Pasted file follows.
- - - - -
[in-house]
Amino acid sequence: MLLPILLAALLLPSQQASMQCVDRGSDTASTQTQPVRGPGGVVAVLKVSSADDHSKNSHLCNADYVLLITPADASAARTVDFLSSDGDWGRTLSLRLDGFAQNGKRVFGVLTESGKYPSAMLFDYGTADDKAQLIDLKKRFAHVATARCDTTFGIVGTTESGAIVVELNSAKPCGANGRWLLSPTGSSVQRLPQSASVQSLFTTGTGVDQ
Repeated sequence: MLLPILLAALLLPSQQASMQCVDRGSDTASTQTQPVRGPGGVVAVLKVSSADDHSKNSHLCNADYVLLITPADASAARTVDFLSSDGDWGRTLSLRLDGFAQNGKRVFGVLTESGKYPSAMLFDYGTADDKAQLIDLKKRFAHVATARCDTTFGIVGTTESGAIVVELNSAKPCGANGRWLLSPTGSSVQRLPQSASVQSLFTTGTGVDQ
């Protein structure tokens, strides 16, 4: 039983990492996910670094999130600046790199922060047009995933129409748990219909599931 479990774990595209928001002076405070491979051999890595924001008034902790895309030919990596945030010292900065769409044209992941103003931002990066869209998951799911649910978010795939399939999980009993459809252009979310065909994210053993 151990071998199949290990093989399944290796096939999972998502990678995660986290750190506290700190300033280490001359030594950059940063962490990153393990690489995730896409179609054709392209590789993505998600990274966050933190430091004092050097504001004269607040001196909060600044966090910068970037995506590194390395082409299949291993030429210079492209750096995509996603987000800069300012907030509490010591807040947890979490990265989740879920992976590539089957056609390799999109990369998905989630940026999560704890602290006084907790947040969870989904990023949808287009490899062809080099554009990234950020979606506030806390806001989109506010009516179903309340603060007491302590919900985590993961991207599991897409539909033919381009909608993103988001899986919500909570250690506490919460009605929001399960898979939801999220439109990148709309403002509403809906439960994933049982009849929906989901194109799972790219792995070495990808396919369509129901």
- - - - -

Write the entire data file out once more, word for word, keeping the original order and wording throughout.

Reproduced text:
[in-house]
Amino acid sequence: MLLPILLAALLLPSQQASMQCVDRGSDTASTQTQPVRGPGGVVAVLKVSSADDHSKNSHLCNADYVLLITPADASAARTVDFLSSDGDWGRTLSLRLDGFAQNGKRVFGVLTESGKYPSAMLFDYGTADDKAQLIDLKKRFAHVATARCDTTFGIVGTTESGAIVVELNSAKPCGANGRWLLSPTGSSVQRLPQSASVQSLFTTGTGVDQ
Repeated sequence: MLLPILLAALLLPSQQASMQCVDRGSDTASTQTQPVRGPGGVVAVLKVSSADDHSKNSHLCNADYVLLITPADASAARTVDFLSSDGDWGRTLSLRLDGFAQNGKRVFGVLTESGKYPSAMLFDYGTADDKAQLIDLKKRFAHVATARCDTTFGIVGTTESGAIVVELNSAKPCGANGRWLLSPTGSSVQRLPQSASVQSLFTTGTGVDQ
């Protein structure tokens, strides 16, 4: 039983990492996910670094999130600046790199922060047009995933129409748990219909599931 479990774990595209928001002076405070491979051999890595924001008034902790895309030919990596945030010292900065769409044209992941103003931002990066869209998951799911649910978010795939399939999980009993459809252009979310065909994210053993 151990071998199949290990093989399944290796096939999972998502990678995660986290750190506290700190300033280490001359030594950059940063962490990153393990690489995730896409179609054709392209590789993505998600990274966050933190430091004092050097504001004269607040001196909060600044966090910068970037995506590194390395082409299949291993030429210079492209750096995509996603987000800069300012907030509490010591807040947890979490990265989740879920992976590539089957056609390799999109990369998905989630940026999560704890602290006084907790947040969870989904990023949808287009490899062809080099554009990234950020979606506030806390806001989109506010009516179903309340603060007491302590919900985590993961991207599991897409539909033919381009909608993103988001899986919500909570250690506490919460009605929001399960898979939801999220439109990148709309403002509403809906439960994933049982009849929906989901194109799972790219792995070495990808396919369509129901």